When he became the news editor on the Sunday Express it brought him into more regular contact with senior newspapermen like Beverley Baxter, Lord Kemsley, Lord Camrose and Lord Beaverbrook.
One of his side projects was to ghost-write a memoir by Richard Speaight, society and court photographer, that was serialised in the Daily Express in 1926. This, and some of his other special projects, were syndicated to newspapers in other English speaking countries.
He believed his social column should be all about entertainment. He seldom mentioned politics even in the late 1930s when war was looming. Instead he tried to distract readers with amusing stories about sporting events and other leisure activities.
A shortage of newsprint during the war saw newspapers shrink in size and gossip columns almost disappear. As the 1940s progressed he gradually turned from journalism to the writing of commissioned histories and travel books.
He was a versatile writer and the author of 46 books, both non-fiction and fiction, on a variety of subjects. His literary agent was Raymond Savage. His publishers included Nicholson & Watson, Hutchinson & Co and Hodder & Stoughton. His working method was to compile extensive notes by hand and then dictate to a secretary who would take it down in shorthand and then type up the first draft.
Every summer after they married he and his wife would travel to the continent and hire a car and driver and tour popular resorts where they would stay at the best hotels. He would play golf during the day and they would visit high class restaurants and casinos at night. He was fascinated by high stakes gambling and wrote two books on the subject and often mentioned it in other books and articles. He did a certain amount of gambling himself and his wife hints at occasional financial difficulties in her memoir about their life together. Each of those holidays would result in a new travel book.
Two of his books are of special interest, his Ireland Revisited (1949) and his autobiography The Bad Old Days (1951). In Ireland Revisited he takes the reader on an informative and humorous tour of Ireland.
He begins the first volume of his autobiography:
"Those were the days, the Bad Old Days – primarily of large families, but also of could look the dollar in the eye without flinching or wincing, when cigarettes were 11d. for 20 and beef was unrationed and champagne was 5s. a bottle."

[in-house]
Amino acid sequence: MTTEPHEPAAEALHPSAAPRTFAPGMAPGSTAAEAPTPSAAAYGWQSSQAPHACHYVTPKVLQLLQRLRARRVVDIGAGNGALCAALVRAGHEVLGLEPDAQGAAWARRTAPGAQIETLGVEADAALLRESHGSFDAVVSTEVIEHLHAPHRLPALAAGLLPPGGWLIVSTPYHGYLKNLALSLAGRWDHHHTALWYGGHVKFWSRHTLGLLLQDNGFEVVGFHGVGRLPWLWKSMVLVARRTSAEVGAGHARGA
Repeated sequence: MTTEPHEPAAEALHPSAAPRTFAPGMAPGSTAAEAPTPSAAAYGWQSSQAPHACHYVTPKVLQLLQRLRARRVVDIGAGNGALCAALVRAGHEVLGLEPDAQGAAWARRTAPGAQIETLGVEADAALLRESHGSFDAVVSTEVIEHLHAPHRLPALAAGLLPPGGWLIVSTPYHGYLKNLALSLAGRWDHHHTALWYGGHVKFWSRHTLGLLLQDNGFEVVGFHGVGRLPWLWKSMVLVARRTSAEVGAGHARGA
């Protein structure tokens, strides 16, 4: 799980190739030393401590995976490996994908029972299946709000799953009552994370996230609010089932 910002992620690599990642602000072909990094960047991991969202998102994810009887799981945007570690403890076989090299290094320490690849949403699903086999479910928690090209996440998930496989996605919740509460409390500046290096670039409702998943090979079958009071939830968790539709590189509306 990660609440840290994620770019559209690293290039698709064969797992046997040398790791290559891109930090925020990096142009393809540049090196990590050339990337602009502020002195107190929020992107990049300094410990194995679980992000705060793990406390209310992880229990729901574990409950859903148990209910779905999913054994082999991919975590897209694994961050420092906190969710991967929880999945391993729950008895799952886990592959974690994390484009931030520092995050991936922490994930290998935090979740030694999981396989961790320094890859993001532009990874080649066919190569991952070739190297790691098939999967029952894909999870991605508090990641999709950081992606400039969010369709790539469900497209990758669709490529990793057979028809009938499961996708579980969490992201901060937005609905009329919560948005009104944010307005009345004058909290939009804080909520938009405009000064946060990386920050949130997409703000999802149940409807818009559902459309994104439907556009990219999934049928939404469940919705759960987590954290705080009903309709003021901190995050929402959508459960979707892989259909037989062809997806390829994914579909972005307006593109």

The volume covers his life up till his marriage in 1929. It concludes as follows:
What is happiness? I did not yet know. But I had already learnt that to have any chance of success in life one must be able to ‘take it’; that tact can be worth all the genius in the world; that unless you specialise you will never make more than £800 a year; that it is madness to disbelieve in luck and the cycles of luck; that you have to spend money to make money; that you must at all costs keep your youthful enthusiasms; that the hardest lesson to learn is that you must allow your heroes to remain your heroes, even if you become their valet; that the two greatest influences in a man's life are his mother and his wife; that marriage will either make you or break you, because it can never leave you the same.
He was briefly engaged to the socialite and actress Elvira Barney. When he broke off the engagement she turned up at his home at Chelsea with a loaded pistol. She was later tried for murder in the shooting death of a man she was living with at the time.
On 17 December 1929 he married Margaret Ethel Leigh (1901–1962) a paediatric nurse. Among their wedding guests was Stanley Baldwin and Rudyard Kipling. They had been a couple five years prior to the marriage during which time he persuaded her to try her hand at writing. She became a part-time journalist, writing under the pen-name Jane Gordon, and she later wrote a number of books. She was earning £500 from her writing and he £1,750 per annum when they married in 1929. The newly-weds moved into a large Regency style terrace house at 70 (later 102) Gloucester Place, London, where they employed four servants. Early in the marriage his wife realised he was careless with money and she took charge of their household finances.